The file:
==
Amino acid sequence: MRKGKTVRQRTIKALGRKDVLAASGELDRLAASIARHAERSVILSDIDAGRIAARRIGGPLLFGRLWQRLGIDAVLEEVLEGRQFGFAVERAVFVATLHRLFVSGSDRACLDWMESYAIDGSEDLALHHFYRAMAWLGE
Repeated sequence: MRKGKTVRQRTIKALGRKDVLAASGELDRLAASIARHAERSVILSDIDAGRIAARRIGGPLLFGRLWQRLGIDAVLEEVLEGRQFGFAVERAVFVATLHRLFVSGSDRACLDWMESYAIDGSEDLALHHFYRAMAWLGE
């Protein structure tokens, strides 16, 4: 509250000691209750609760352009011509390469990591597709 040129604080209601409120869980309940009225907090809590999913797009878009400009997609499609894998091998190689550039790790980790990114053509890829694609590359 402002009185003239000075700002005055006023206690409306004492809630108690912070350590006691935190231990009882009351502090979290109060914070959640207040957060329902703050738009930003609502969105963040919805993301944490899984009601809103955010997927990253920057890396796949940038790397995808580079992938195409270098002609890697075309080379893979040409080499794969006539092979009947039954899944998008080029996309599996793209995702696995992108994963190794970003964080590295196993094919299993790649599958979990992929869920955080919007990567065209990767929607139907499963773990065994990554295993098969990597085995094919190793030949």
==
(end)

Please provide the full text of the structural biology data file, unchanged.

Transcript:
Amino acid sequence: MRKGKTVRQRTIKALGRKDVLAASGELDRLAASIARHAERSVILSDIDAGRIAARRIGGPLLFGRLWQRLGIDAVLEEVLEGRQFGFAVERAVFVATLHRLFVSGSDRACLDWMESYAIDGSEDLALHHFYRAMAWLGE
Repeated sequence: MRKGKTVRQRTIKALGRKDVLAASGELDRLAASIARHAERSVILSDIDAGRIAARRIGGPLLFGRLWQRLGIDAVLEEVLEGRQFGFAVERAVFVATLHRLFVSGSDRACLDWMESYAIDGSEDLALHHFYRAMAWLGE
């Protein structure tokens, strides 16, 4: 509250000691209750609760352009011509390469990591597709 040129604080209601409120869980309940009225907090809590999913797009878009400009997609499609894998091998190689550039790790980790990114053509890829694609590359 402002009185003239000075700002005055006023206690409306004492809630108690912070350590006691935190231990009882009351502090979290109060914070959640207040957060329902703050738009930003609502969105963040919805993301944490899984009601809103955010997927990253920057890396796949940038790397995808580079992938195409270098002609890697075309080379893979040409080499794969006539092979009947039954899944998008080029996309599996793209995702696995992108994963190794970003964080590295196993094919299993790649599958979990992929869920955080919007990567065209990767929607139907499963773990065994990554295993098969990597085995094919190793030949």